Roundtable: The winners and losers after La Planche
After the dust settled, literally, on a decisive stage in the Vosges mountains atop the steep finishing climb of La Planche des Belles Filles, there were some clear winners, some clear losers, and a few big surprises. What did we learn? Let’s roundtable!
Who was the biggest winner?
Fred Dreier @freddreier: Giulio Ciccone. We saw Ciccone make huge strides during the 2019 Giro d’Italia, where he won a stage and took home the KOM jersey. He was present in nearly every break in the mountains at the Giro, and emerged as one of the big heroes. On their own, those are big results that would undoubtedly help Ciccone take the next step in his career. Wearing the KOM jersey is one thing—wearing the maillot jaune is an accomplishment that is in a completely different stratosphere. Ciccone will now become a household name in global cycling. Plus, he’s such a great climber that he could conceivably hold yellow for a few stages. Ciccone’s battle to hold yellow in the mountains could become one of those transformative stories that turns him into a star.
Chris Case @chrisjustincase: With all the rumors swirling around Geraint Thomas’s form coming into this Tour, the performance he put in today, on steep terrain that is arguably not his forte, proved he is actually in top form. Perhaps there was really nothing to worry about all along: The defending Tour champion actually knows how to prepare and peak for the big race — and he also knows how to deflect attention by not bragging about it. He now sits a few seconds in front of teammate Egan Bernal, which could be a crucial difference if the Team Ineos train falls apart and Thomas and Bernal are left to fend for themselves.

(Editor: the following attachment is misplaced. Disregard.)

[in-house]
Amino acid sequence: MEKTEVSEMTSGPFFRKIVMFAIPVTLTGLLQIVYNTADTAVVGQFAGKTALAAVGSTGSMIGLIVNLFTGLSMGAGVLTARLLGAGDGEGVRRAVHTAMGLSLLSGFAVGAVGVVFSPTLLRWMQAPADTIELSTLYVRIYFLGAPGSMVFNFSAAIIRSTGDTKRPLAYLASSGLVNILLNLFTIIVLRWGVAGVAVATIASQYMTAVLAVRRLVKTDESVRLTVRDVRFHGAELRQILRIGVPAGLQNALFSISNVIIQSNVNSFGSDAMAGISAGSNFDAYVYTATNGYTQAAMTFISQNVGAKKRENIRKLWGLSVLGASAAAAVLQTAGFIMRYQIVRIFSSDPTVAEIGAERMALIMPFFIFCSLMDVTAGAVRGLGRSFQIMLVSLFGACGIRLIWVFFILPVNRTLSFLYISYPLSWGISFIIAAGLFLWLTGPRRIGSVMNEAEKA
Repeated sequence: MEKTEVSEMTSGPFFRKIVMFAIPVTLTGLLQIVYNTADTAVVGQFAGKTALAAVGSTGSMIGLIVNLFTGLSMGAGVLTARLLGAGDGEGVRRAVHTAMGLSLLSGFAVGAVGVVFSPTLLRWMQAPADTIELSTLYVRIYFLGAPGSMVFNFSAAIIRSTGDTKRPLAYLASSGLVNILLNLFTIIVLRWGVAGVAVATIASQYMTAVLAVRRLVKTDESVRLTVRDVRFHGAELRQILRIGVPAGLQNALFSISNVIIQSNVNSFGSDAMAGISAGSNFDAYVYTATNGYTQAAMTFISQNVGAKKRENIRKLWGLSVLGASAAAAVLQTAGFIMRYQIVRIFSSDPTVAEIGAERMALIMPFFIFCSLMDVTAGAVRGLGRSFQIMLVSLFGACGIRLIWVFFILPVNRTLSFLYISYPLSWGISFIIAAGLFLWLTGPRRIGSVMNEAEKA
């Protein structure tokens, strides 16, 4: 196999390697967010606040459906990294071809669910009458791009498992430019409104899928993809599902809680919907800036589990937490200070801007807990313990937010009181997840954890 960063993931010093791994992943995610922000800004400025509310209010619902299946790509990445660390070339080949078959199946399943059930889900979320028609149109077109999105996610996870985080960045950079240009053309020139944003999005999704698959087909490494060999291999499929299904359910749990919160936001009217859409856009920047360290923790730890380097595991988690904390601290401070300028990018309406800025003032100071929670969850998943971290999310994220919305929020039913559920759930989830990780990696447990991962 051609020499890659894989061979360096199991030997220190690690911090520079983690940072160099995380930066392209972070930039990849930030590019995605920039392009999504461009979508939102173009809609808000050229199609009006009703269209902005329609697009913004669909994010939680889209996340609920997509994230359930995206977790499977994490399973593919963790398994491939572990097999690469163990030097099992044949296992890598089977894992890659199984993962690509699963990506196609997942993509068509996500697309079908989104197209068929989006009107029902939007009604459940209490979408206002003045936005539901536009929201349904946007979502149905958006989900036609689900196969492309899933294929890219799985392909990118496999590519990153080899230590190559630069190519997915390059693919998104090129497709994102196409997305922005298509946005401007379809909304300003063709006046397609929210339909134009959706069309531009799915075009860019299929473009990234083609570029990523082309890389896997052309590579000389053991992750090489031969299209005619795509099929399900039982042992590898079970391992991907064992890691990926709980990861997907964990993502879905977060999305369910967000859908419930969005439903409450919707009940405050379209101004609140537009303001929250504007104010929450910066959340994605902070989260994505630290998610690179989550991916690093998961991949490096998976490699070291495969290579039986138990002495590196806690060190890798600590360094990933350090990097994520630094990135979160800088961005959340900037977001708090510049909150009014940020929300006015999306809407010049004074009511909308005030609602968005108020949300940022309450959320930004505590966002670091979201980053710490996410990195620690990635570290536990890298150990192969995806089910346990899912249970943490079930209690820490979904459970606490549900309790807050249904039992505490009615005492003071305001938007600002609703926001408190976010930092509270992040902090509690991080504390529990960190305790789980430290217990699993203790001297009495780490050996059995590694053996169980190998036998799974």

Andrew Hood @eurohoody: Geraint Thomas. Though it’s hard to draw too many conclusions based on just one summit, the defending champion proved to everyone he’s up to the task of winning this Tour. Ineos did what it had to do, using Movistar’s late-stage prominence to its advantage. Egan Bernal was solid as well, so the team is in pole position going into the second week. Momentum counts for a lot in the Tour, and Thomas and Ineos will take a lot of it out of Thursday’s stage.
Who was the biggest loser?
Fred: Romain Bardet. Poor Bardet lost more than a minute to Geraint Thomas in that final push to the line. It’s a big setback because Bardet is supposed to thrive on steep, painful hills like this. We saw him win that stage to Peyragudes two years back on a 22 percent ramp. Today is a sign that perhaps poor Romain just doesn’t have it this year. And if that’s the case, he is likely to lose his ‘French darling’ status to Julian Alaphilippe.
Chris: Among the GC teams, three had particularly rough days. Fred already covered Bardet’s collapse.
EF Education First had its fair share of struggles, as well. Tejay van Garderen was dropped on the penultimate climb. He fought back just before the final climb and was immediately distanced again, finishing eight minutes down. On the steep finish seemingly tailor-made to Mike Woods’s strengths, the Canadian was only able to finish 16th, 2:02 down on stage winner Dylan Teuns and, more importantly, 18 seconds down on Thomas. Not massive, but not expected given the terrain. Rigoberto Urán also struggled in the finale, losing 18 seconds on Thomas.